Episode 1: Pilot
The Series Premiere
By: Carlos Uribe
Animal Practice is a show about a veterinarian who is good with his patients but not their owners. Also: this is the show with the monkey. I will be covering this show weekly.
If you pay attention to the media and hype, to the commercials, and to the posters then you would be forgiven to think that this is a show about the monkey. The critics seem to think that Crystal the monkey either steals the show or is a sign that this show simply isn't any good. If anything, it seems like this show isn't know for it's human leads but because it's now the only current primetime comedy with a monkey in it's cast. Going in with this expectation, then you might find yourself to be pleasently surprised. The monkey does appear in the episode and it's jokes are largely built around visual gags. It has no plot dedicated to it and there are scenes where the monkey is present, but remains in the background for that scene. This isn't a show about the monkey. If you've been turned off because of Crystal's presence, then maybe this will get you to check this comedy out: at this moment it is completely about the humans. This might change as the series goes along, especially with the attention that Crystal has gotten, but for not it appears to be a workplace comedy that just happens to have a monkey in it. Considering that the workplace is an animal hospital, it's not like the monkey is out of place.
The question becomes not whether the monkey will turn you off or not, but whether the comedy will make you laugh. The pilot isn't very funny. It's too busy setting up the show and the characters that it never really concentrates on making the audience to laugh. It has some gags and weak jokes but it's not very funny at the moment. This pilot might not be funny, but I'm not sure if this is going to be any indication of future episodes. These episodes won't have to set up the premise and they'll be working to develop the characters rather than setting them up. They'll also have an actual writing team. A good writing team can take the pieces of this pilot and potentially this could be a show that is actually very funny. This prediction isn't necessarily guaranteed. There's a lot of things that could go wrong with Animal Practice. It could decide that people don't want to see Tyler Labine and Justin Kirk, but Cystal the Monkey. It could decide that the easy jokes would attract a bigger audience. It simply depends on how much ambition and quality that future episodes will have. This show has promise and I'm hoping it'll be able to achieve it.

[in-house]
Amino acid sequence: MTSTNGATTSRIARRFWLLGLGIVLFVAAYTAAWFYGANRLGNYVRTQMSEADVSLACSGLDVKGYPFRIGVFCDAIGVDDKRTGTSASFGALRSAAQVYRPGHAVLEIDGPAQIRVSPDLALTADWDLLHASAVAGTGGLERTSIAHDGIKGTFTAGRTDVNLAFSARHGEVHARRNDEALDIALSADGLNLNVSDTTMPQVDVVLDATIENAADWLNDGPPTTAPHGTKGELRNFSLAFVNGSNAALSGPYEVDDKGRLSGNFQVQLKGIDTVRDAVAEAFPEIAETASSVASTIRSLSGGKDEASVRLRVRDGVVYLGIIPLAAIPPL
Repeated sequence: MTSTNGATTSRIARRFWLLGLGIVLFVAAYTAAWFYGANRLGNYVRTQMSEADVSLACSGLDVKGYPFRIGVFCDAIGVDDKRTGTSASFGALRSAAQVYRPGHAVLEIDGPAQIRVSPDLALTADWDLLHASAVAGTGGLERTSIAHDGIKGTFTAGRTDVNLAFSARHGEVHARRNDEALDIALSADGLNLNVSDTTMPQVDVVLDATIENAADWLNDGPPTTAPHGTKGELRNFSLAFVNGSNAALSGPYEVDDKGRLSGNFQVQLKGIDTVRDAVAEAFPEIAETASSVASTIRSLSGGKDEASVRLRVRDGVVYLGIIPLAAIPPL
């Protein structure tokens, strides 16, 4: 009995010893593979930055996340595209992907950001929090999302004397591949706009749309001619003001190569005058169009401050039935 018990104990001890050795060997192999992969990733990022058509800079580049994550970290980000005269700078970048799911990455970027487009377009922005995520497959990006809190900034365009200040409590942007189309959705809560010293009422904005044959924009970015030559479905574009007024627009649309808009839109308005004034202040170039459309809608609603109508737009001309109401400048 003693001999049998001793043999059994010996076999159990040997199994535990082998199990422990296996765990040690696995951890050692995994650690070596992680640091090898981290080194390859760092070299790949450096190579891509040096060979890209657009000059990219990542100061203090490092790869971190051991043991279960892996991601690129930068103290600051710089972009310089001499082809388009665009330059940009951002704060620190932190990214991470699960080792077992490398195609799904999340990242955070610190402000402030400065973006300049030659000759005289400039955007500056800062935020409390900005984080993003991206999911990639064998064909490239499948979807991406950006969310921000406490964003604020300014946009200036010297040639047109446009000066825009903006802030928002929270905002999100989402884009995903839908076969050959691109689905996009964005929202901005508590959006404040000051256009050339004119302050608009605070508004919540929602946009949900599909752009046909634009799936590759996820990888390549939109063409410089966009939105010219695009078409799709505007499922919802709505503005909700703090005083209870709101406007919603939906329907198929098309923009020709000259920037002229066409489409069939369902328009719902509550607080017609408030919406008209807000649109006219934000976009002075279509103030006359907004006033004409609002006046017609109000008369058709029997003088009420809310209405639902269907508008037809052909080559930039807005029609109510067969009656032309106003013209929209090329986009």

This pilot might have been busy setting up the characters but none of the human leads left much of an impression. Justin Kirk plays Dr. George Coleman. I like Justin Kirk from his work on Weeds and is one of the two reasons I decided to review this show weekly. Dr. George is presented as the best veterinarian in the world but who has poor people skills. He's kind of the House of the vet world. He wasn't particularly funny in the pilot but Dr. Coleman could potentially turn out to be a great character. It simply needs to establish him beyond just what the plot requires. We get that he cares about medicine, but doesn't that explain just about every doctor on television? There needs to be more to Dr. Coleman. Adding a character who has sexual tension with him doesn't count. That's right: this show has the obligatory love interest. This time it's an ex-girlfriend who decides to run the animal hospital. Played by Joanna Garcia-Swisher (who would have been a third reason for me to review this show weekly if she had been casted when I was picking shows), this is a character who isn't developed beyond just “love interest”. Joanna makes the character work well for this episode but she's going to need better writing to have a real character.
The other reason I chose to review this show weekly is Tyler Labine. I've seen him on Reaper, the dreadful Mad Love, the underrated Sons of Tucson, and even Invasion. You could say I'm kind of a fan. He portrays Dr. Doug Jackson, a good vet but without any woman skills. In other words, a generic character. Bobby Lee plays Dr. Yamamoto, whose only characteristic trait seems to be that he has no spine. Kym Whitley portrays Juanita, the nurse who....is a nurse and not much else. Betsy Sodaro is Angela, a vet who is quirky and a bit annoying. There's also Crystal the Monkey, who plays Dr. Rizzo. The fact that all of these side characters, except for the monkey, are so undeveloped isn't a good sign but this can be rectified in future episodes. This episode might have set them up, but it was too busy with the premise to properly introduce them. It would have been nice if the pilot had been more busy with the characters than the plot but it does at least leave future episodes some freedom on how to mold them.
Animal Practice is a show that could go in a lot of directions. A lot of critics seem to be hoping for “Scrubs in a veterinarian office” but I'm not going to say that. I don't think that this show should be pressured into being a different show. This show has no fantasy sequences, no narration, and it appears to have a larger concentration on it's patients. Animal Practice should feel free to create it's own identity-I can only hope that's going to be a good one. Lucky for it I'll be sticking with it no matter what-Tyler Labine, Joanna Garcia, and Justin Kirk all but demand of it. Even if it means having to stand that “scene-stealing” monkey.